Is There A Nuclear Blast In Your Future?
The struggle over the dangers of nuclear power plants throughout the United States centers on a collision of invincible hazards against immovable investments.
After two decades of assurances by the Atomic Energy Commission (AEC) and private utilities that nuclear power is acceptably safe, the evidence to the contrary has become undeniably impressive during the last three years. As the true range of risks becomes public from behind the massive curtain of secrecy long surrounding matters dealing with nuclear energy, Americans should become informed and involved. With thirty plants now in operation (many very near major metropolitan areas), growing to 100 by 1980 and to a projected 1000 by the year 2000, (according to the AEC), few people will be more than a few miles from a potential radioactive holocaust.
There are several compelling situations that frame the need for deep public concern:
1. The emergency core coolant systems (ECCS) in contemporary muclear plants are defective or, at the very least, unacceptably unpredictable. Some plants are being de-rated (reduced in power) on AEC orders. The ECCS are the fail-safe back-up systems to prevent a reactor core meltdown and the resulting escape of radioactive gases from the plant into the environment where people live and work. Should such a “big accident”, as it is called, occur in one plant near a city, acute radiation poisoning will produce tens of thousands of fatalities, many more injuries, damage to the genetic pool and billions of dollars in property damage.
2.The AEC has acknowledged no present technical or economically feasible way to permanently dispose safely the hot radioactive wastes. These wastes are now transported and temporarily stored in a manner both precarious and vulnerable, given their lethal persistence for thousands of years.
3. Low level radiation hazards from these power plants are more serious than the AEC was willing to admit four years ago before two of their own scientist, Gofman and Tamplin, produced controversial but credible estimates of the casualty levels if radiation dose permitted under the then AEC standards for allowable radiation were delivered.
4. The proposed breeder reactors, slated for construction in the 1980’s and produce well beyond the deadly Plutonium 239 and other potential perils greater than present day reactor design. With a millionith of a gram sufficient for a fatal dose, the consequences of a mistake or theft of nuclear materials should be intolerable.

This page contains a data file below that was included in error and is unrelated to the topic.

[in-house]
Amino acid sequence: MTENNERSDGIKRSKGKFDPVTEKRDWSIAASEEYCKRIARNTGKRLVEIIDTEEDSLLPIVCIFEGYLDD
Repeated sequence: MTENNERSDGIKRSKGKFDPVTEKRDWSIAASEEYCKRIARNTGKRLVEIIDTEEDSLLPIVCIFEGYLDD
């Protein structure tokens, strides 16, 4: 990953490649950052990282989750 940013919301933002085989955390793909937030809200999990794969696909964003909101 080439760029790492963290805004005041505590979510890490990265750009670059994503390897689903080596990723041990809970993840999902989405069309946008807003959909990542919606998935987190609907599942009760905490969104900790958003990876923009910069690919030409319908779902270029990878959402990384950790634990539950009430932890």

5. The exposure of widely dispersed and decentralized nuclear technology to sabotage poses uncontrollabel risks and costs on these power systems and the government. Nuclear materials have been lost or mislaid in the past by the AEC. Imagine the potential for such losses or appropiation for nefarious purposes when many companies are in control of such materials.
6. Even utility company executives are grumbling publicly over defective reactor design, lower than planned utilization levels of these plants and their excessive repair costs and breakdown delays. One plant, the Fermi breeder reactor outside of Detroit, experienced a serious accident about six years ago and is shut down permanently. The spiral of operating costs may yet prove to be the condition which makes the utilities rethink their future energy plans.
7. From the beginning, insurance companies have avoided nuclear plants like the plague. By law, there is a strict liability ceiling of $560 million per accident, of which the government will cover up to $490 million. Back in 1957, the AEC estimated property damage of $7 billion from one big accident when reactors were much smaller. If the insurance industry has not wanted the business at any price, the public has a right to know why.
Statements by prominent scientists questioning the unrealistic assumptions of perfect safeguards and societal stability underlying the nuclear power drive are increasing. Many within the AEC are having strong doubts about such great government reliance on nuclear fission as the nation’s main future energy source. Presently, nuclear plants supply lessthan 4% of the nation’s electric power.
There have also been numerous scientific articles and symposia drawing attention to other practical, safer and abundant sources of energy. These sources include solar energy (available now for space and hot water heating) geothermal energy, gasification of coal, fuel cell, and available cleaner combustion processes for conventional coal burning plants. What is needed is federal research and implementation, as proposed in a bill sponsored by Senator Warren Magnuson. Tragically, most government funds now go into nuclear fission development.
Something else is needed. More nuclear energy scientists and government officials should heed Alfred North Whitehead’s dictum about keeping open “options for revision.” Such wisdom might also apply to the neglectful Joint Congressional Committee on Atomic Energy and the new AEC Chairwoman, Dixie Lee Ray.